Women’s Club and SCCCF Fund Central Valley Promise

    The Progressive House Club, a local women’s group, alongside the State Center Community College Foundation, granted Fresno City College $310,000 on Jan. 13 in general scholarship funds.

    The check presentation ceremony was held on the lot of the Progressive House Club’s clubhouse on Jan. 13 to accept the donation and celebrate their member’s efforts, Lane Haythorn and Dorothy Rune.  

    Haythorn was previously an educator for 39 years, and, according to Rune, that was the motivation behind the club’s decision to donate to higher learning. Both women expressed pride in the fact that the foundation’s donation will affect students for years to come and long after the two are through with civic service.

    The Progressive House Club has been a donor to FCC for as long as current president Lane Haythorn and treasurer Dorothy Rune can remember, however their latest donation is the largest that the foundation has given toward anything in its history of philanthropy.

    The club could normally only afford to donate $500 each year towards scholarships for re-entry students according to Haythorn, but after suffering financial struggles last April, the group decided they would sell their clubhouse back to the owners of the lot and opted to rent out their base of operations instead.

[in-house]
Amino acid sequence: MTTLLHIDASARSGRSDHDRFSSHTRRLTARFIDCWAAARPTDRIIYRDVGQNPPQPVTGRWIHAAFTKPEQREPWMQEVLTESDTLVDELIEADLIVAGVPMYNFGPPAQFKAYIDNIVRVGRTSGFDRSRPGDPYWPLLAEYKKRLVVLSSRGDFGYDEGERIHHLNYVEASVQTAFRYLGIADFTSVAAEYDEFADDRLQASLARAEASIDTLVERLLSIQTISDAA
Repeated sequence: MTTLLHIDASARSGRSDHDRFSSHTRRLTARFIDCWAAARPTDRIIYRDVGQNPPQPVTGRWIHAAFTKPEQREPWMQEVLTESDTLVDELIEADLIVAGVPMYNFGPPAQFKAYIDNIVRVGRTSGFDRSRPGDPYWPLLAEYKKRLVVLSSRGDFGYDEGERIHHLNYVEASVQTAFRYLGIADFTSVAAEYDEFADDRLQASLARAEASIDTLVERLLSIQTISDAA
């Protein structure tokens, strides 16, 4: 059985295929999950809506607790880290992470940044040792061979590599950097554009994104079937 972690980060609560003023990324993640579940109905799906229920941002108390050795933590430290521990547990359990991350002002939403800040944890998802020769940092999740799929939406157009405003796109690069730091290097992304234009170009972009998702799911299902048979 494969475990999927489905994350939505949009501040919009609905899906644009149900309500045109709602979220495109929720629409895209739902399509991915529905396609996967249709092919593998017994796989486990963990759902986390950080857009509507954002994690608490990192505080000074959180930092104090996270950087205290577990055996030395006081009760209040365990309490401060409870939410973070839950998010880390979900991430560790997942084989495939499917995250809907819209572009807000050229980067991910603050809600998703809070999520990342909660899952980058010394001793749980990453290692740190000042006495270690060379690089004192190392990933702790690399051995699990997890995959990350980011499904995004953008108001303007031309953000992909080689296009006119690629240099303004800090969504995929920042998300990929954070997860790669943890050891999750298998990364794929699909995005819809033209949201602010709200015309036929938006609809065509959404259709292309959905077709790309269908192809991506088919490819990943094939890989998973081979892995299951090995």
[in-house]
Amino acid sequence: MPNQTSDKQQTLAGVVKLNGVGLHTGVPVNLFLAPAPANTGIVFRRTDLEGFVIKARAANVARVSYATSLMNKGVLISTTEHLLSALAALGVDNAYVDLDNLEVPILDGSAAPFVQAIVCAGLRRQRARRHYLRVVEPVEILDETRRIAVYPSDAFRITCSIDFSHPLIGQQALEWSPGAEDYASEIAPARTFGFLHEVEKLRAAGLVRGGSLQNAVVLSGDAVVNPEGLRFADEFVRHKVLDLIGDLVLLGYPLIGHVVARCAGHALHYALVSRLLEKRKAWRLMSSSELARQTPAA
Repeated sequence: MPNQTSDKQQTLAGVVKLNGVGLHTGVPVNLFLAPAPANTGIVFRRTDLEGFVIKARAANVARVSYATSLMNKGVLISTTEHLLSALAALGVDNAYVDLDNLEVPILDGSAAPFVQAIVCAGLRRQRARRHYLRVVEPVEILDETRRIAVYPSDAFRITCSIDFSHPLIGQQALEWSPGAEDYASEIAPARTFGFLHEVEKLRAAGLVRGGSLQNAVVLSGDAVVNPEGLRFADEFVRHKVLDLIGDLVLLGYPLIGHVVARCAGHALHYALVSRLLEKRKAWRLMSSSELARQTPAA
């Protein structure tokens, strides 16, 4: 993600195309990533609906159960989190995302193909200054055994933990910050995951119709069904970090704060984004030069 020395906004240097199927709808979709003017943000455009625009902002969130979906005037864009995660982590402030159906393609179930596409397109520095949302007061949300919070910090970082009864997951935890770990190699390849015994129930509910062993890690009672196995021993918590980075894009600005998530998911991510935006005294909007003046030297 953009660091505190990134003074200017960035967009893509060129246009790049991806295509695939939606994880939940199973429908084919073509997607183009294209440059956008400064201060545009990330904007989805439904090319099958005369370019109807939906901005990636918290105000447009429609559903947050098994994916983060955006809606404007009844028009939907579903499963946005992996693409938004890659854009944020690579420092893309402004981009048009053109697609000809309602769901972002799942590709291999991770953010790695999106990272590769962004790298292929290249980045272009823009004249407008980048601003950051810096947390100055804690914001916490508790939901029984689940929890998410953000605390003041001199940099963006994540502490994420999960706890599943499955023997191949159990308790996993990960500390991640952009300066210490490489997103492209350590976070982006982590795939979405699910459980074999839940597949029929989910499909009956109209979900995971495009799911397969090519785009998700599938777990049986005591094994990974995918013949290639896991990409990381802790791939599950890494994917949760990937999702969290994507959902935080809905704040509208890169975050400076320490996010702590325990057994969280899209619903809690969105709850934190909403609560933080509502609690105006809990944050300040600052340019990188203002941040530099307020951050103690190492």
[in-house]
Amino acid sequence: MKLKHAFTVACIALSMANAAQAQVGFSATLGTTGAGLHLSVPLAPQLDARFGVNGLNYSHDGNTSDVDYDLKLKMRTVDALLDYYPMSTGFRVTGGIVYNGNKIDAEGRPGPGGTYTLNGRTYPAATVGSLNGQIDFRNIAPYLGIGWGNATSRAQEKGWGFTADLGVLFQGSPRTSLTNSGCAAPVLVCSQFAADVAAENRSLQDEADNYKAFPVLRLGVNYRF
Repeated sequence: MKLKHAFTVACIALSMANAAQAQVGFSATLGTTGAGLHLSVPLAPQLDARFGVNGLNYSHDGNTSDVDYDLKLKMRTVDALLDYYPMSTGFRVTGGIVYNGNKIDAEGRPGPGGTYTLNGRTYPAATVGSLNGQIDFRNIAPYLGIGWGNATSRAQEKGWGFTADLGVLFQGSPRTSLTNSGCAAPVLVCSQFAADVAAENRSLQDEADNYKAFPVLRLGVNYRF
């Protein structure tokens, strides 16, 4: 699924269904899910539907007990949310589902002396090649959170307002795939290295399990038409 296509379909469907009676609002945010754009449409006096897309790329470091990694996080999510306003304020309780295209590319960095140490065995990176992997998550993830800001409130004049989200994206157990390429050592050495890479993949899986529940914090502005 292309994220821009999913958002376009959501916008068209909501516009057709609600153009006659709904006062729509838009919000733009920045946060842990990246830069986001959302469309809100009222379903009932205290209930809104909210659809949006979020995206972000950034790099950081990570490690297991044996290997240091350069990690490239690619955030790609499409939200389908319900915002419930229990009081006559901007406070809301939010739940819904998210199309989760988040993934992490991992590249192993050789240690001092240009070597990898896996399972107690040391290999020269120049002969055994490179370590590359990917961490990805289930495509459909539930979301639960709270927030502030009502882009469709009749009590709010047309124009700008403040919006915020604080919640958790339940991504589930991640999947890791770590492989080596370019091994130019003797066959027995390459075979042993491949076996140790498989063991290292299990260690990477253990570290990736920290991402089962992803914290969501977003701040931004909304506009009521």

Following the clubhouse’s sale, The Progressive House Club decided to donate the proceeds, which equaled $155,000, to FCC, and SCCCF decided to match the donation for a grand total of $310,000.

    “This gift from the Progressive Home Club will forever support our students and honor the legacy of an incredible women’s organization.” stated Rico Guerrero, the SCCCF Executive Director. “We are honored that the Progressive Home Club has invested in our students by providing scholarships that will have a lifelong impact.”

    The Progressive House Club has a long history not only in donating to Fresno City College but also in advocacy for many other charitable causes and in spreading their message throughout the nation.

    The group became a part of the larger women’s association, the General Federation of Women’s Clubs, in 1941. The federation of clubs has been meeting in their member’s homes for nearly 200 years.

    Though membership has faltered in recent years, leading to the group having to give up their ownership of the clubhouse, Rune and Lane both remain firm in their belief that their work is not over yet. “We’re still going. The club is not done,” said Lane.

    Both Lane and Rune urge women in the community to come to the club’s weekly meetings Fridays at the Clubhouse on Weldon avenue starting at noon. They say it’s a welcoming environment and though they both have had their chances to leave, they are happy to stay with the club and continue to do their part for their community.